Bhavānanda: (reading) ". . . if someone has desire for material enjoyment or for becoming one with the Supreme, these are both considered material concepts."
Prabhupāda: Yes. Three kinds of happinesses: bhoga, tyāga and bhakti, sevā. Bhoga tyāga sevā. The karmīs, they are after bhoga, sense enjoyment. And the jñānīs, they are after another side of negation of sense enjoyment. When one is fed up with sense enjoyment . . . just like in your country, the young boys, they are practically fed up with the way of sense enjoyment as their fathers and grandfathers had done. So in the name of tyāga, renunciation, they have taken another kind of sense enjoyment—intoxication, unrestricted sex. So this is also another sense enjoyment. Bhoga and tyāga.
Real enjoyment is devotion. There is a very practical example: Just like if you get all of a sudden a certain amount of money, say, one hundred rupees' note lying on the street, if you get . . . or lying here. So if you take it, your conscience will beat, because that does not belong to you; you have picked up. You'll always think, "Oh, I am taking somebody's money. Whose money it was? I'm doing some sinful." In this way, your mind will disturb. So that is the taking. And similarly, if you don't take, if you leave it there, then you'll also be disturbed. You'll think, "Somebody has left this money here. So I did not collect it. Somebody will collect it, and he will take it away. This is not nice." The best thing is that you pick it up and if you deliver to the person who has lost the money or who has left that money. Three things. The one thing is bhoga, if you take yourself. And if you don't take, that is tyāga. And if you pick it up and deliver to the right person, that is devotion.
So everything belongs to Kṛṣṇa. Kṛṣṇa says, bhoktāraṁ yajña-tapasāṁ sarva-loka-maheśvaram (BG 5.29): "I am the supreme proprietor, mahā-īśvara." Mahā īśvaraṁ parameśvaram. So everyone īśvara, but nobody is mahā-īśvara or parameśvara. Mahā-īśvara is Kṛṣṇa. Sarva-loka-maheśvaram. Mahā-īśvara. Mahā means the great. So everything belongs to Kṛṣṇa. This is unknown to the nondevotees. The karmīs also do not know. The karmīs think that the resources of the world, that is given by nature for our enjoyment. This is the modern theory of economic development. Everyone is thinking like that, that by nature we have got the gold mine, so we shall take it and use it and enjoy. This is karmī's view. And . . . but there are many karmīs. Everyone is . . . just like what is that land where there is too much gold, in South America?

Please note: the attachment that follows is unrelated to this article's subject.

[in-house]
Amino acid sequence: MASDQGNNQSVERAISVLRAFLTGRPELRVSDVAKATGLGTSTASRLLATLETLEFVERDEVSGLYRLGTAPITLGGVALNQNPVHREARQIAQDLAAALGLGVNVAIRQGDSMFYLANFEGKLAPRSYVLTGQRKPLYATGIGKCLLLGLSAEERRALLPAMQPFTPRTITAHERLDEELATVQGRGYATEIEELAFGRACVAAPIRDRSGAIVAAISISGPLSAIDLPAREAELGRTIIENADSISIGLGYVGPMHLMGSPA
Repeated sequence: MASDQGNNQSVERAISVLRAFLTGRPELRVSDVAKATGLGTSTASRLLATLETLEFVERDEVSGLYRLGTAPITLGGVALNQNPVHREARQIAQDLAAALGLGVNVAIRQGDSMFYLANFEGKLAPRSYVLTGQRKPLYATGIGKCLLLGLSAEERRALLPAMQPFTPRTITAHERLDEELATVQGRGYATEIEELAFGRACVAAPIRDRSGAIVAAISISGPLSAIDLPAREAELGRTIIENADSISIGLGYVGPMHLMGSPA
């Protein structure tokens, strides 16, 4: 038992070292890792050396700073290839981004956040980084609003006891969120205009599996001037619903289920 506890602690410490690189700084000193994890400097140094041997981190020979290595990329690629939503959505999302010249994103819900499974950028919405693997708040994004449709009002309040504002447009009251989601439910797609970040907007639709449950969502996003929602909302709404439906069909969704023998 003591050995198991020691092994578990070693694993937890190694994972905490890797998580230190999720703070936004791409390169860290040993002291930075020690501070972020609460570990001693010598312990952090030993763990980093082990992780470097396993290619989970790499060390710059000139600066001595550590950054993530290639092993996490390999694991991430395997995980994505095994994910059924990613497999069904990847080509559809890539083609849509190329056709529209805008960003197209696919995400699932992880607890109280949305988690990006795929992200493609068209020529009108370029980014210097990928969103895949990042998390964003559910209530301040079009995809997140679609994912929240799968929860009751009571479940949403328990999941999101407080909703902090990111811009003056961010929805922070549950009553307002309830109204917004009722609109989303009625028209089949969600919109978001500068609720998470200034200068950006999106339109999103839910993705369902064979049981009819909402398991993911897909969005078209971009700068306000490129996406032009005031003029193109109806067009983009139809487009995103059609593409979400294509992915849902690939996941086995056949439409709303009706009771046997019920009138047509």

Prabhupāda: Brazil. There is too much gold stocked there. And every nation is hankering, how to take it. That will be the effect. What is the struggle in this world? Struggle is the gold is there, the gold mine is there, and everyone is trying to exploit it, "How I can take or my nation can take." Nationality means expanded selfishness. They are very much fond of nationality, but that nationality is also selfishness—by combined effort. Our, in our country, Mahatma Gandhi is supposed to be the father of nationality. Not only in our country; in many other countries. But what is that nationality? Mahatma Gandhi wanted that "The Britishers must go away. My countrymen shall enjoy." So this is extended selfishness. In the beginning, I want to enjoy. Then if I . . . I extend my enjoyment family-wise, community-wise or nation-wise, that does not change the quality of selfishness.
People are going on in the name of nationality, big leaders, but from our point of view, that neither as nation or community or person you are the proprietor of things. Kṛṣṇa is the proprietor of . . . so if you expand your selfishness in the name of nationality—"I possess this land"—we do not approve. We say, īśāvāsyam idaṁ sarvam (ISO 1). Everything belongs to Kṛṣṇa. Why you are claiming yourself, as nation or individual or community? That's not proper.
Just like pickpocket and a gang, gangsters, organized rogues, thieves. It does not change the quality. There was some talk, you know, between Alexander the Great and the robber. The robber proved that, "You are a greater robber, that's all. Why you are trying to punish me?" Alexander the Great arrested one robber, and he was going to punish him. So the robber explained that, "Why you are punishing me? You are also a robber. You are going under the name of conqueror, and because I am not as great as you are, therefore you are trying to punish me. So why you are . . .?" So Alexander the Great, he was very, mean, highly advanced in . . . he immediately released him: "Yes. I am also a robber. Why shall I punish you?"